Introduction to Comparative Literature
Beginning in ancient Greece and concluding with the 21st-century United States, we will read and analyze nine major works of fiction, covering along the way various historical periods, geographical areas, genres, and media. Class discussion and writing assignments will revolve around the kinds of similarities and differences in fictional texts that can be used as criteria for comparative and contrastive analysis. This course is a workshop in reading and writing; the goal is for students to develop into more perceptive and astute readers and more deft analytical essays writers.
The four stages of the class provide a sampling of some of the basic approaches to literary study in general and comparative analysis in particular. The work we do will be grounded in close readings of the texts rather than applying different theoretical frameworks. Each week we will cover two (or so) literary or cinematic works (with occasional brief additional readings to provide context for the topics we cover), about which you will write a short essay for a total of four essays over the duration of the one-month term.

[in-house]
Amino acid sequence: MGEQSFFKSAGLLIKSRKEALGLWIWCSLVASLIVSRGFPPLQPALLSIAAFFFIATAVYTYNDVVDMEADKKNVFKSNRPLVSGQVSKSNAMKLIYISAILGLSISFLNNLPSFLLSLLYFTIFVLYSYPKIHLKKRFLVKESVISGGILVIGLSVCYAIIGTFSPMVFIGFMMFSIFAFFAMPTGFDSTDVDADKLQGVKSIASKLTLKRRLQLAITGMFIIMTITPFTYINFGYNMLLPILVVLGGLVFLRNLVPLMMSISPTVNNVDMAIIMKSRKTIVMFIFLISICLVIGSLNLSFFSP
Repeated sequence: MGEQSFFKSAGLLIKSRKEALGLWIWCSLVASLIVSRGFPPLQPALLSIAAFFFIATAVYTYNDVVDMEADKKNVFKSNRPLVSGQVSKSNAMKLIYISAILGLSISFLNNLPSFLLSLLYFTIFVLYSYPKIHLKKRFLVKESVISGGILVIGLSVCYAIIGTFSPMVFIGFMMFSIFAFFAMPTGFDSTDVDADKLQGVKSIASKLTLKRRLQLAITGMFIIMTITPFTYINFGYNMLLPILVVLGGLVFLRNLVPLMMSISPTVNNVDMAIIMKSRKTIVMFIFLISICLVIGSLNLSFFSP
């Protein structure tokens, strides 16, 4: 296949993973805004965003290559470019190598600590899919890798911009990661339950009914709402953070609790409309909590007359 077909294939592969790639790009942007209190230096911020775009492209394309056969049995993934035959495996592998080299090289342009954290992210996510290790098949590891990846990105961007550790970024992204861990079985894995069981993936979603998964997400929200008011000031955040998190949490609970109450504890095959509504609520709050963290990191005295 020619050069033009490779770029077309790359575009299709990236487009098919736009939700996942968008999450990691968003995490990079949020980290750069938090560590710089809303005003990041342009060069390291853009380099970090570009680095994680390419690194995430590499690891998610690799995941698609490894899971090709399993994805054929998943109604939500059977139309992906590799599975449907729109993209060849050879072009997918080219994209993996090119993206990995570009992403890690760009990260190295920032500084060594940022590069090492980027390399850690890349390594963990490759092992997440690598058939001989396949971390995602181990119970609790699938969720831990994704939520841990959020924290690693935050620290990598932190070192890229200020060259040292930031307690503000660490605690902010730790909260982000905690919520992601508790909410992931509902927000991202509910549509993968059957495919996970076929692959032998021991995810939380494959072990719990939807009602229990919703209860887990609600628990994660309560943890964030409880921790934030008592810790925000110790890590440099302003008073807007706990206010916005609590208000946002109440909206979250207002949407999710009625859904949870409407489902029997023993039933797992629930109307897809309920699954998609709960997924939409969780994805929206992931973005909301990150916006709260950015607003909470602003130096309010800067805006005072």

Readings: Greek Myth of Troy and Aeshylus' Agamemnon
Topics: narrative, elements of plot, oral/written/performative, tradition and originality
Readings: William Wordsworth's "Tintern Abbey" and Elizabeth Bishop's "In the Waiting Room" & "Filling Station"
Topics: metaphor, motif, theme, narrative/lyric, intertextuality
Readings/Viewings: Akutagawa Ryunosuke's "In the Grove" and Akira Kurosawa's Rashomon
Topics: text, genre, adaptation, death of the author
Readings: Medieval Bestiaries and David Sedaris' Squirrel Seeks Chipmunk
Topics: topos, defamiliarization, irony, using secondary sources in writing